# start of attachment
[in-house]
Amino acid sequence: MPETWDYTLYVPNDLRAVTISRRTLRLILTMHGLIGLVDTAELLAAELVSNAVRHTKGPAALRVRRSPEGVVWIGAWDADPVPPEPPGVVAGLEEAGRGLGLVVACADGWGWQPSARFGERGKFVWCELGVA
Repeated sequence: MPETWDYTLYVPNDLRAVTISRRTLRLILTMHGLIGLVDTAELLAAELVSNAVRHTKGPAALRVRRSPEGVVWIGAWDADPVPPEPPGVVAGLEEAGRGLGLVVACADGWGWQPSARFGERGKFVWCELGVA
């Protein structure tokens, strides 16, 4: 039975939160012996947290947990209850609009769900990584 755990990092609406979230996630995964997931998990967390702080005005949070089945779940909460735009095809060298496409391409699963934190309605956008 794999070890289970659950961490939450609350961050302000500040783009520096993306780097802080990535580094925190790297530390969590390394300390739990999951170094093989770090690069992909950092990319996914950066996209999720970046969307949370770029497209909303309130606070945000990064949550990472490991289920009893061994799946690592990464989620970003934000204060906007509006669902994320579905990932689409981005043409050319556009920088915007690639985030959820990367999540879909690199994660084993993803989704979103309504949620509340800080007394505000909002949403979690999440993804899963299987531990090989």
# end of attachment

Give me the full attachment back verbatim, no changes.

[in-house]
Amino acid sequence: MPETWDYTLYVPNDLRAVTISRRTLRLILTMHGLIGLVDTAELLAAELVSNAVRHTKGPAALRVRRSPEGVVWIGAWDADPVPPEPPGVVAGLEEAGRGLGLVVACADGWGWQPSARFGERGKFVWCELGVA
Repeated sequence: MPETWDYTLYVPNDLRAVTISRRTLRLILTMHGLIGLVDTAELLAAELVSNAVRHTKGPAALRVRRSPEGVVWIGAWDADPVPPEPPGVVAGLEEAGRGLGLVVACADGWGWQPSARFGERGKFVWCELGVA
């Protein structure tokens, strides 16, 4: 039975939160012996947290947990209850609009769900990584 755990990092609406979230996630995964997931998990967390702080005005949070089945779940909460735009095809060298496409391409699963934190309605956008 794999070890289970659950961490939450609350961050302000500040783009520096993306780097802080990535580094925190790297530390969590390394300390739990999951170094093989770090690069992909950092990319996914950066996209999720970046969307949370770029497209909303309130606070945000990064949550990472490991289920009893061994799946690592990464989620970003934000204060906007509006669902994320579905990932689409981005043409050319556009920088915007690639985030959820990367999540879909690199994660084993993803989704979103309504949620509340800080007394505000909002949403979690999440993804899963299987531990090989």